Give your core stability a great workout and improve your balance with these expert-approved ab exercises.
Your core is vital to keep you upright, maintain good posture, and stabilise your body when walking or running. So why do all of our ab workouts take place on the floor? It only makes sense to work some standing exercises into our strengthening routines to really reap the benefits.
Not only do they help with your core stability but they really help to improve your balance – you need to make sure your abs stay engaged to keep you standing strong and upright. While there is no need to completely ditch the lying or sitting workouts in favour of more vertical alternatives, it is a good idea to throw some in to mix up your training session. That way, you’ll ensure your muscles get a well-rounded workout.
We asked fitness trainers to tell us their favourite standing ab exercises. Give them a try when you’re next in the gym or doing an at-home workout.
Standing side bend with dumbbell
According to Kerry Dixon, a personal trainer and founder of The Athlete Method, and Folusha Oluwajana, a doctor and personal trainer, this is a great exercise for building up the strength in your side obliques and improving posture. It’s also easy to do and requires very little equipment, so even if you don’t have access to dumbbells at home or the gym, you can hold something like a bottle of water in each hand to similar effect.
Start by standing with your feet hip width apart, arms down by your sides, dumbbells in hand, and your core engaged. From here, simply bend to the right from your waist without leaning forward or back, until you feel a slight stretch in the oblique muscles on the left side of your body. Kerry recommends repeating a set number of reps on each side, for example ten, and then repeating on the other side.
Standing side crunch with dumbbell
Another of Kerry’s favourite exercises is the standing side crunch, which again can be done with small weights. Stand with your feet slightly wider than hip width apart, your arms extended out sideways from your shoulders, and your elbows bent at a 90 degree angle, so that you are holding the weights roughly at head height. Then, “using a dumbbell in each hand, engage your core and move your left elbow to meet your left quadricep by bending from the waist”.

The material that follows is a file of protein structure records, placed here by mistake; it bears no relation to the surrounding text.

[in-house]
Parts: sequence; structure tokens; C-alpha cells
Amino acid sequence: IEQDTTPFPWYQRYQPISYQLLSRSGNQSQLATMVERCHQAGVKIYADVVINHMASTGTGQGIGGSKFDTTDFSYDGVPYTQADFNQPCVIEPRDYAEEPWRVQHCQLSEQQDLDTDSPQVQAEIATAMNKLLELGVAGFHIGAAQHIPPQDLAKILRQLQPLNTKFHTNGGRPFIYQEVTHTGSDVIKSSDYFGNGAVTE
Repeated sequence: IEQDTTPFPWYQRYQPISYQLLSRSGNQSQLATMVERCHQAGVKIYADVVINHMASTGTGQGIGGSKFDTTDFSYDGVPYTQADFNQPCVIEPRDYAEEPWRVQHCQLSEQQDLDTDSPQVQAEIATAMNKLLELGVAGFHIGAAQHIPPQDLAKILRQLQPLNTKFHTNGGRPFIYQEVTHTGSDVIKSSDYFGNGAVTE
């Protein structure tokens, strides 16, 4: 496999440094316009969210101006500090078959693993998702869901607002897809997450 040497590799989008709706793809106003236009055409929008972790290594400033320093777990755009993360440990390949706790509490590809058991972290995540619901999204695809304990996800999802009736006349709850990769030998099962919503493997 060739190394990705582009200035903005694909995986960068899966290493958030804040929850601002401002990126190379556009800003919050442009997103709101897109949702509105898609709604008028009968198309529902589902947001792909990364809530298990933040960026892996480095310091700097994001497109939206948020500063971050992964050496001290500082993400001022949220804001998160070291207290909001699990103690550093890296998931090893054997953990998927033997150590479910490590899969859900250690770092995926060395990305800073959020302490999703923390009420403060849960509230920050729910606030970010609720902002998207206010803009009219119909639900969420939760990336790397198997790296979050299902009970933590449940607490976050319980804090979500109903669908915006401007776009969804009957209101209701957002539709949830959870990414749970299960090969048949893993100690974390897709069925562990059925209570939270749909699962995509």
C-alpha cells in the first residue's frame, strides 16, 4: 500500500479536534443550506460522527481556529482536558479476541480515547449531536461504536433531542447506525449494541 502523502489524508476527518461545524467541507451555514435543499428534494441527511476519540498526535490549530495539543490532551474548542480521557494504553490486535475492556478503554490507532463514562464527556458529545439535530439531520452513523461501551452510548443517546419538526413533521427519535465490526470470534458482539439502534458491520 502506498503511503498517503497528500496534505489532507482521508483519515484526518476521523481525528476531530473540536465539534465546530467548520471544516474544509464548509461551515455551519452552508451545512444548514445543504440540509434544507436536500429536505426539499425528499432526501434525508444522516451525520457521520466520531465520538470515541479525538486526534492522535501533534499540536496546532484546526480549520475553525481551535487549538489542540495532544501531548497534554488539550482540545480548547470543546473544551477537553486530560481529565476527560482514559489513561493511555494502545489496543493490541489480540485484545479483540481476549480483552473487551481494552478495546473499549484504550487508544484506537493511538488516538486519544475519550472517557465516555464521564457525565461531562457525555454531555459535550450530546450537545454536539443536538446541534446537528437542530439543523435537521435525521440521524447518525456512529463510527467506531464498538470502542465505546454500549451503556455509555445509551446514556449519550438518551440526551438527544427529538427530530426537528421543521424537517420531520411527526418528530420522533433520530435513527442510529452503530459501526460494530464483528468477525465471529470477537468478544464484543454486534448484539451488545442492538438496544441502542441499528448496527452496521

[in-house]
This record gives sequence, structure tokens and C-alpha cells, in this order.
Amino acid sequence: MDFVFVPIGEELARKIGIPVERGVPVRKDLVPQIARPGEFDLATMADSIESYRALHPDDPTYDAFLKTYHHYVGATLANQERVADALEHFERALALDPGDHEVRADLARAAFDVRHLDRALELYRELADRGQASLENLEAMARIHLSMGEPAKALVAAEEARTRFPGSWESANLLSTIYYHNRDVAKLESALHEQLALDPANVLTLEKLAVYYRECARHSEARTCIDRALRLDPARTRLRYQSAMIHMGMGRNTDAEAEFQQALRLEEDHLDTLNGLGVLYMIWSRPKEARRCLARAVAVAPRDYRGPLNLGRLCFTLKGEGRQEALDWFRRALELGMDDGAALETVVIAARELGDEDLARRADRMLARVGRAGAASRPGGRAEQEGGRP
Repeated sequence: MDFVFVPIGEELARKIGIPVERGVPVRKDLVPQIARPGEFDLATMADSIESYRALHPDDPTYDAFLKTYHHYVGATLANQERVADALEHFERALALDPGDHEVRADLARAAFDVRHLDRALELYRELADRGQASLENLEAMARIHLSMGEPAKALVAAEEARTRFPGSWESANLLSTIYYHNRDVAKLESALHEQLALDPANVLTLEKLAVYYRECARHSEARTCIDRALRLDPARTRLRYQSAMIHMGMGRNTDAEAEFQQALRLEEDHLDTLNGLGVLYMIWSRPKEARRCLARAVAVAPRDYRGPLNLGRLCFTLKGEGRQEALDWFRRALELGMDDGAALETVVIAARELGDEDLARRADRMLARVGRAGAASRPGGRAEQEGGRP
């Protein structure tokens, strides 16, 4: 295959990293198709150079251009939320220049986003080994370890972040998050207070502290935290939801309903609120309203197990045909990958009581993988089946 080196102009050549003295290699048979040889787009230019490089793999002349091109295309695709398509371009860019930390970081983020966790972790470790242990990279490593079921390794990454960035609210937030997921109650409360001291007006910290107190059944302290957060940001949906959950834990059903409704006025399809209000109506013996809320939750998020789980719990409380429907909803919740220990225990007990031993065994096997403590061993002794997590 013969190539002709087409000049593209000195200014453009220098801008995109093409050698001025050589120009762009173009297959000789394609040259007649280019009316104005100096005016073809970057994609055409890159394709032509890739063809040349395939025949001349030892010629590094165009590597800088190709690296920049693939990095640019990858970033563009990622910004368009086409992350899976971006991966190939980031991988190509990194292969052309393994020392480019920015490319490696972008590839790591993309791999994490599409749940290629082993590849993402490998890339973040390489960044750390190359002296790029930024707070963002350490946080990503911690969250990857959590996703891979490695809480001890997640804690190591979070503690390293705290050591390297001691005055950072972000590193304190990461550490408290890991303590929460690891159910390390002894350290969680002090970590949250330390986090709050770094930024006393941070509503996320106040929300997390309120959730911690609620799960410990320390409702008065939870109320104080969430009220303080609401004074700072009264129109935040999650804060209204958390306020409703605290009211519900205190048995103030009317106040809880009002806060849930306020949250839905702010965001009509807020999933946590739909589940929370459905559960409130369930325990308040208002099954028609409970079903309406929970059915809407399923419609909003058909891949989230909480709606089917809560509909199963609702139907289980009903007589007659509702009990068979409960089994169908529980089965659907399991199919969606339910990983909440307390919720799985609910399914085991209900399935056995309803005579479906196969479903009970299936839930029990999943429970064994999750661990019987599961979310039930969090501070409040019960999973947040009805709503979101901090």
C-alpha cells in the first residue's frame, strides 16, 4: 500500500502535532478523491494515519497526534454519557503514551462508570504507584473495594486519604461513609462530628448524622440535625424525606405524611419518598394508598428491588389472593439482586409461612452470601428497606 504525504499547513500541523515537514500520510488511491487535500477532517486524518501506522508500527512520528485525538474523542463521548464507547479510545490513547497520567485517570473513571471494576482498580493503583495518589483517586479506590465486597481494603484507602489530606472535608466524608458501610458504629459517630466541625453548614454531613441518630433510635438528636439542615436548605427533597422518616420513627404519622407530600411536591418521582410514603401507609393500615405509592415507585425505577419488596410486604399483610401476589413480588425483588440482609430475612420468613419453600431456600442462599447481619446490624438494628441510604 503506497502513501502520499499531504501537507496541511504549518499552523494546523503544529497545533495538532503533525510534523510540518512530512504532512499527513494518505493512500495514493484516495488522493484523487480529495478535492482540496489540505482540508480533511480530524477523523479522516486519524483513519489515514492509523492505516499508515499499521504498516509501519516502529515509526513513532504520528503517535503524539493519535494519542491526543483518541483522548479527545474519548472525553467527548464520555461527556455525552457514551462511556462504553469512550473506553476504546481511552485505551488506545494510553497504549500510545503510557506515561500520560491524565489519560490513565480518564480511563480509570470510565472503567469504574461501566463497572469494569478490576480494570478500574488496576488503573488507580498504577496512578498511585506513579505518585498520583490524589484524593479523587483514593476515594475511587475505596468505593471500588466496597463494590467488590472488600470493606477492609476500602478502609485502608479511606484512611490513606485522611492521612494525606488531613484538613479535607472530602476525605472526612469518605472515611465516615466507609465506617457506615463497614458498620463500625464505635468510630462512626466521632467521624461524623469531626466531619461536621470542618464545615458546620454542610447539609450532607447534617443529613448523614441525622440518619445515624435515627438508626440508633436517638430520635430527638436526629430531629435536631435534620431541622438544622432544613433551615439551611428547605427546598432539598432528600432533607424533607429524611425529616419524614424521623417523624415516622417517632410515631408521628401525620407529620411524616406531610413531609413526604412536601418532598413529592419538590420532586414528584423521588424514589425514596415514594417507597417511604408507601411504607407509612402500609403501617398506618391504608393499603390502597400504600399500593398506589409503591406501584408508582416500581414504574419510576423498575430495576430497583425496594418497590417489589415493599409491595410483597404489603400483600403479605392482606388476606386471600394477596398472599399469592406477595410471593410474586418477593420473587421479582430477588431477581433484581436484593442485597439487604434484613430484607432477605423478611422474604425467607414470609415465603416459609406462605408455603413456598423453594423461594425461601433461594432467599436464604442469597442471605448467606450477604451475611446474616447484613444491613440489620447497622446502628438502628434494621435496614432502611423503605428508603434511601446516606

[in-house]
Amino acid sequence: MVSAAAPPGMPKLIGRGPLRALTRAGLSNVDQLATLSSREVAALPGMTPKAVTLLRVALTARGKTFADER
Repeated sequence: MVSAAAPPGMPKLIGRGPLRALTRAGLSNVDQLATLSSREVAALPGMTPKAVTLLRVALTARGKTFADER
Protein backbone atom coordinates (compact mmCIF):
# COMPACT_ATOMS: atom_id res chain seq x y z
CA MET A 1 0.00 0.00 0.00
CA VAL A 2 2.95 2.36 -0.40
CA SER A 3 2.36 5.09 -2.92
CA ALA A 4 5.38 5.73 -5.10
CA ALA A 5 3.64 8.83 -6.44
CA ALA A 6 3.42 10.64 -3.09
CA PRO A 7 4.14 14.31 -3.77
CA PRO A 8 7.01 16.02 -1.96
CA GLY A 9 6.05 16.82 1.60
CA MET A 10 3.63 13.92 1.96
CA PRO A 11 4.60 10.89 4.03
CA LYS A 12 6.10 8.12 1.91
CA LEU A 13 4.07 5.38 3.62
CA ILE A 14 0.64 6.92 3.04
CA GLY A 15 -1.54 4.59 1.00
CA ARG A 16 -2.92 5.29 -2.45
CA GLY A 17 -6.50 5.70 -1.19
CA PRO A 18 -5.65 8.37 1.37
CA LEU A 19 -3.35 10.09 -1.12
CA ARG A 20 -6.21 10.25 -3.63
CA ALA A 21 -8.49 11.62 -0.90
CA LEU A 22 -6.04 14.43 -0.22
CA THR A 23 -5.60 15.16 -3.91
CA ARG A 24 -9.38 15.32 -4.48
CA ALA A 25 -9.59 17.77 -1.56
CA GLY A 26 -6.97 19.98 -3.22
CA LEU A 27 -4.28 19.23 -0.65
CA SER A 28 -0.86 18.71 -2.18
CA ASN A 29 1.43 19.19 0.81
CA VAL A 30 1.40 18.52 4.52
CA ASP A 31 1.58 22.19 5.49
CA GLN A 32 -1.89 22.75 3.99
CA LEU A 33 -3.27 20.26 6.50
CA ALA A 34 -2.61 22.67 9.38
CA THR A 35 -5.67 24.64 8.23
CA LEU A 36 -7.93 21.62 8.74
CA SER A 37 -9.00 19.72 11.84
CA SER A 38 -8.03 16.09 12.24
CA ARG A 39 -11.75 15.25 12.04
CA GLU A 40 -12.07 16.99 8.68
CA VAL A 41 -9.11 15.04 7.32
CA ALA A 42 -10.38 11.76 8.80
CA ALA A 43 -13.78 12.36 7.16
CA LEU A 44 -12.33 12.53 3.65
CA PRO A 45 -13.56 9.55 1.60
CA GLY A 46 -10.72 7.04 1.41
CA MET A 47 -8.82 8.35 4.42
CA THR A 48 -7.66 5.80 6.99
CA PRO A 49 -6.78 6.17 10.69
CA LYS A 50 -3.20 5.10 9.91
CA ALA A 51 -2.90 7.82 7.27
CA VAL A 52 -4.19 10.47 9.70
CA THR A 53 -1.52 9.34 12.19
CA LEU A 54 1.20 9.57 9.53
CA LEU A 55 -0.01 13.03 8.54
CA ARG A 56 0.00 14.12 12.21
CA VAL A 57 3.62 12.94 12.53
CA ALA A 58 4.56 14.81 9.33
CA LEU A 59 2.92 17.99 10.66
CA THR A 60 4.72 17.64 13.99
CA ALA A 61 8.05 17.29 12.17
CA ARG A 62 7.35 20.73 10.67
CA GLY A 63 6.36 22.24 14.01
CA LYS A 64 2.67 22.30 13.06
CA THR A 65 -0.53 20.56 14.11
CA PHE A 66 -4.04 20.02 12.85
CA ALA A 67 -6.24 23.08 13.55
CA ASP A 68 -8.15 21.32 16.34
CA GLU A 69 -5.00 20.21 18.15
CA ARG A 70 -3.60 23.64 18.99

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How to do an ab crunch correctly
While you bend, you need to lift your leg up so that your elbow and thigh meet in the middle. This will force your obliques to work and will require good balance. Return to your starting position, and then repeat ten times, before doing the same on the right side.
Lunge with knee drive
For this exercise, start out in a low lunge position, with your left leg bent at a 90 degree angle in front of your body and your right leg straight behind. Then, you need to “engage your core and lift your left knee forwards and upwards towards your chest”, explains Kerry. Your right leg will straighten as you move through the exercise and you should lift your arms over your head, too. You should end up standing up straight while balancing on your right leg, with your left leg extended out in front of you and bent at the knee.
Hold for a second, then return to your starting position with as quick and controlled a movement as you can, and repeat ten times. Once you have completed your reps, do the same on the other side. This is an “excellent way to actively work your pelvic floor and front abdominal area”.
Folusha’s other standing ab exercise of choice is the dumbbell woodchop. “This exercise challenges the core in the rotational plane”, she explains, and it “translates well to everyday activities”. It can be done with a dumbbell or similar weight.
Hold your dumbbell with both hands on one side of your body, standing with feet shoulder width apart, and then bend at the knees into a squat position. As you stand back up, “swing the dumbbell up and across your body until it is raised overhead above your opposite shoulder, while twisting your torso to the opposite side”. It may help to lift your heel off the floor as you twist. Then, reverse the action to return to the starting position, “using your core muscles to control the movement”.
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Image credit: Getty